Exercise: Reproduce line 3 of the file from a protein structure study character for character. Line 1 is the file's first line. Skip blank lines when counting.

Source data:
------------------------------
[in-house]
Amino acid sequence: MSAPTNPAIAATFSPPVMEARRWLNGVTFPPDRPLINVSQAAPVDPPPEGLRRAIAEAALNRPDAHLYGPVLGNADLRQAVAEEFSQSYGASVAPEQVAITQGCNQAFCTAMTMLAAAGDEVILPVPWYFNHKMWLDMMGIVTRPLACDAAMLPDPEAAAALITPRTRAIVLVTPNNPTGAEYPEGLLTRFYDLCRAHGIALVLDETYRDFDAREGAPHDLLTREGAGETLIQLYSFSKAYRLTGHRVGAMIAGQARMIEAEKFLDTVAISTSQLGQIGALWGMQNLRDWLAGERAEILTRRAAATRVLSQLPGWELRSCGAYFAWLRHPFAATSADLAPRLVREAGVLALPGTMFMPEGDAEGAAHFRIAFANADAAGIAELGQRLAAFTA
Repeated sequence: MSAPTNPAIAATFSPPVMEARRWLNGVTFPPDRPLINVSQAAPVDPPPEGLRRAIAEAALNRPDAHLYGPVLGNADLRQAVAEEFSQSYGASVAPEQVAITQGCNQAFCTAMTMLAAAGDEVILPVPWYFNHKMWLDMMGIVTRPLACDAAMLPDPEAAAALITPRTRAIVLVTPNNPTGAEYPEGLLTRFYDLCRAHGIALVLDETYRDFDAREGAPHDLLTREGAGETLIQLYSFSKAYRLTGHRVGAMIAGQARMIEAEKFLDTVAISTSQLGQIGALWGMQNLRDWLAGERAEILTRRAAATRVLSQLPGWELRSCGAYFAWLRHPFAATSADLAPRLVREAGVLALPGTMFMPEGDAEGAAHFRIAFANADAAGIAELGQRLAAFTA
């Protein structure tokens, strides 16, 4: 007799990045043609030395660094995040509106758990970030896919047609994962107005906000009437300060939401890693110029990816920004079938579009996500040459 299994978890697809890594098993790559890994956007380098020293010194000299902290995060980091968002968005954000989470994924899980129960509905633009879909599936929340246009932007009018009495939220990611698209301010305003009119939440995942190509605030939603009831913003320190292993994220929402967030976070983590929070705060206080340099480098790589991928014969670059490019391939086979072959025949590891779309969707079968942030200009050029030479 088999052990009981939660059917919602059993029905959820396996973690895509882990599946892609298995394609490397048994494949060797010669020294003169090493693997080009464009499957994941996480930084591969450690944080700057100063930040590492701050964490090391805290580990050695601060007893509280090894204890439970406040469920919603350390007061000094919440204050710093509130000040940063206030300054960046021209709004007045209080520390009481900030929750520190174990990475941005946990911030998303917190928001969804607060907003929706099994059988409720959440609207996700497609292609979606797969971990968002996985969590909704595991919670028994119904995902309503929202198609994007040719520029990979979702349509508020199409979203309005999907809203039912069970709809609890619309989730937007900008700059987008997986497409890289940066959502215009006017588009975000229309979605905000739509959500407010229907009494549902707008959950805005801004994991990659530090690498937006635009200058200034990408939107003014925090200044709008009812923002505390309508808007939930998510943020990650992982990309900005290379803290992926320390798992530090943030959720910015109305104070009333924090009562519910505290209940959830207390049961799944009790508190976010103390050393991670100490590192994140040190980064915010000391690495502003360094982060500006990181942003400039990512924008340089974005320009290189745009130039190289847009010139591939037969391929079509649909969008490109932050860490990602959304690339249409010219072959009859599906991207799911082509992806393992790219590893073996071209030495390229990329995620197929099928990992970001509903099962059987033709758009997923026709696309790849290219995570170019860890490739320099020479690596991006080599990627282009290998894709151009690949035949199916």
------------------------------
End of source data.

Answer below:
Repeated sequence: MSAPTNPAIAATFSPPVMEARRWLNGVTFPPDRPLINVSQAAPVDPPPEGLRRAIAEAALNRPDAHLYGPVLGNADLRQAVAEEFSQSYGASVAPEQVAITQGCNQAFCTAMTMLAAAGDEVILPVPWYFNHKMWLDMMGIVTRPLACDAAMLPDPEAAAALITPRTRAIVLVTPNNPTGAEYPEGLLTRFYDLCRAHGIALVLDETYRDFDAREGAPHDLLTREGAGETLIQLYSFSKAYRLTGHRVGAMIAGQARMIEAEKFLDTVAISTSQLGQIGALWGMQNLRDWLAGERAEILTRRAAATRVLSQLPGWELRSCGAYFAWLRHPFAATSADLAPRLVREAGVLALPGTMFMPEGDAEGAAHFRIAFANADAAGIAELGQRLAAFTA